Equipment Needed: Leg extension machine
Leg extensions are exercises usually done with a lever machine. You sit on a padded seat and raise a padded bar with your legs. The exercise works mainly the quadriceps muscles of the front of the thigh—the rectus femoris and the vastus muscles. You can use this exercise to build lower body strength and muscle definition as part of a strength training workout.
The leg extension targets the quadriceps, which are the large muscles of the front of the thigh. Technically, this is an "open chain kinetic" exercise, which is different from a "closed chain kinetic exercise," such as a squat.1 The difference is that in the squat, the body part you're exercising is anchored (feet on the ground), while in the leg extension, you're moving the padded bar, which means your legs aren't stationary as they work, and thus the chain of movement is open in the leg extension.
The quads are well-developed in cycling, but if your cardio is running or walking you are mostly exercising the hamstrings at the back of the thigh. In this case, you may want to develop the quads to be more in balance. Building your quads can also increase the force of kicking movements, which can be beneficial in sports such as soccer or martial arts.
Set up the leg extension machine so the pad is at the top of your lower legs at the ankles. Your knees are at 90 degrees. Select a weight that will give you a moderate load for 10 to 12 repetitions.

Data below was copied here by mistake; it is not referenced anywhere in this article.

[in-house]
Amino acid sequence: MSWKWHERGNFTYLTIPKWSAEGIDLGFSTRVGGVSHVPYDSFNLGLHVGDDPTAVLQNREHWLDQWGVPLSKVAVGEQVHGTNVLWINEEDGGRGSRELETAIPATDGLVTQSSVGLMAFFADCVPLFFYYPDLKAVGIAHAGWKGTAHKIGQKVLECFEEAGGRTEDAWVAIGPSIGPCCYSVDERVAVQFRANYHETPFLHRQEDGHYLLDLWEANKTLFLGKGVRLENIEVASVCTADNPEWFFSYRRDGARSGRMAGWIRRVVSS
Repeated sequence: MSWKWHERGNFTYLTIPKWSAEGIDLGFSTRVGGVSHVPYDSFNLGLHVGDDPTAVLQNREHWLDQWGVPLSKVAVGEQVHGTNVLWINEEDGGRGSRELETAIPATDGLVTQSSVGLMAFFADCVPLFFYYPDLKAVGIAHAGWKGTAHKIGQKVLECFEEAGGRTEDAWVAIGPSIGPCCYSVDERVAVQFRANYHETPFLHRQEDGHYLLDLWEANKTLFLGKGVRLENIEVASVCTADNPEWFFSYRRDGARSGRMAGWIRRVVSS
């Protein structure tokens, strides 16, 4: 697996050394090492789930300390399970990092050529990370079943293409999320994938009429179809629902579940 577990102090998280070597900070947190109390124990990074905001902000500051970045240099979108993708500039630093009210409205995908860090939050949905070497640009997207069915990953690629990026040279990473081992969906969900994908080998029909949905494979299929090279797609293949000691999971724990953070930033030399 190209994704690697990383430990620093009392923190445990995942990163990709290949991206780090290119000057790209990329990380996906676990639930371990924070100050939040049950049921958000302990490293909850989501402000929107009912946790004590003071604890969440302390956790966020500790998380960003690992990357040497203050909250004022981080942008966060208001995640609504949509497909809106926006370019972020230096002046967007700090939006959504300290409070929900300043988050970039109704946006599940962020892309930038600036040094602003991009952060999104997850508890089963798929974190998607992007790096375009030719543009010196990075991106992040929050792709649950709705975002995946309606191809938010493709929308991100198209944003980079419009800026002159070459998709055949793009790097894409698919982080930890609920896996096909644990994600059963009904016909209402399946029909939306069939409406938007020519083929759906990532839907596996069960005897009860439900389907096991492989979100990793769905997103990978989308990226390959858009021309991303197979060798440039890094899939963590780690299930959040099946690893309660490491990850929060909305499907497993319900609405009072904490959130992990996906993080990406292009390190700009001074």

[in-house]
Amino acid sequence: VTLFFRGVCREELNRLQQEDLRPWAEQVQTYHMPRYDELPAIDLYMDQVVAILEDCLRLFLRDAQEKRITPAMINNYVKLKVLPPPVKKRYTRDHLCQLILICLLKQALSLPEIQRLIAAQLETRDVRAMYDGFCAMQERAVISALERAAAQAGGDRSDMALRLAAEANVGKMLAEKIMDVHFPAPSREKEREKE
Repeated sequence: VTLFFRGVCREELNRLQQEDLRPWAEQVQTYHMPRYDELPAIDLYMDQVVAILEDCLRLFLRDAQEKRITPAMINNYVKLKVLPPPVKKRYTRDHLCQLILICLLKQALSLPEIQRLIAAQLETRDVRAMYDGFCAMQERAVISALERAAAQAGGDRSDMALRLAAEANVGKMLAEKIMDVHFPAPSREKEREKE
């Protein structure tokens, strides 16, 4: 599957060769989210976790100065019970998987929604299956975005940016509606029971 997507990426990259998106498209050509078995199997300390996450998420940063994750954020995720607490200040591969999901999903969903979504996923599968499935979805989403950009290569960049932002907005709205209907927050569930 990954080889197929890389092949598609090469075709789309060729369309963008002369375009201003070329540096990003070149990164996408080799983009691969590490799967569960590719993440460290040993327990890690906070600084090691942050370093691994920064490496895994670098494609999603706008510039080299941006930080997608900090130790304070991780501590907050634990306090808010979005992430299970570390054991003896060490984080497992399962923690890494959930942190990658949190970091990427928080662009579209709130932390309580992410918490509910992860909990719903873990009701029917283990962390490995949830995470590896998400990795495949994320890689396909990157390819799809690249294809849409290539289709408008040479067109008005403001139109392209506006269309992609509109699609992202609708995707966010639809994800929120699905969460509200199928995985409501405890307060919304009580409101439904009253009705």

Avoid these errors so you will get the most benefit and prevent strain or injury.
This is not the machine to try for a maximum lift (1RM), which is the most weight you can lift for just one rep. Due to the risk of knee ligament strain, do not use this exercise for low-rep, high-load strength conditioning.
Don't do more than three sets of eight to 12 reps at moderate load. You don't need to do any endurance sets with high repetitions on the leg extension machine.
Doing this exercise with any speed will use momentum rather than muscle engagement.
Do not lock your knees at full extension. This can strain the knee joint.2
This exercise can be done in different ways to work your quads.
Rather than using a leg extension machine, you can do leg extensions using ankle weights or resistance bands.
For a seated leg extension with ankle weights, start with 5-pound weights and progress only to 10-pound weights. Or, loop a resistance band around your ankle and around the rear leg of the chair on the same side.
For a standing leg extension using a resistance band, you would anchor on end of the band behind you and loop the band around your ankle. Stand in a position where the band has no tension when your knee is bent with ankle behind you. Hold a rail or chair for balance as needed.
Gradually increase the weight as you gain strength, but keep the load moderate. You can do one-leg leg extensions to work on each leg individually.
Mix up your quadriceps workout. Make sure you also do squats for lower body conditioning.
If you have a knee, ankle, or thigh injury, seek guidance from your doctor, a qualified physical therapist, or strength and conditioning coach who specializes in weight training rehabilitation. They may say to avoid the leg extension machine. Critics say that open chain exercises like the leg extension can damage the knees and that even full-depth squatting is safer.2 Stop this exercise if you experience any pain in your knee or ankle. Be sure to follow proper form when doing leg extensions and mix up your quadriceps workout.
Incorporate this move and similar ones into one of these popular workouts: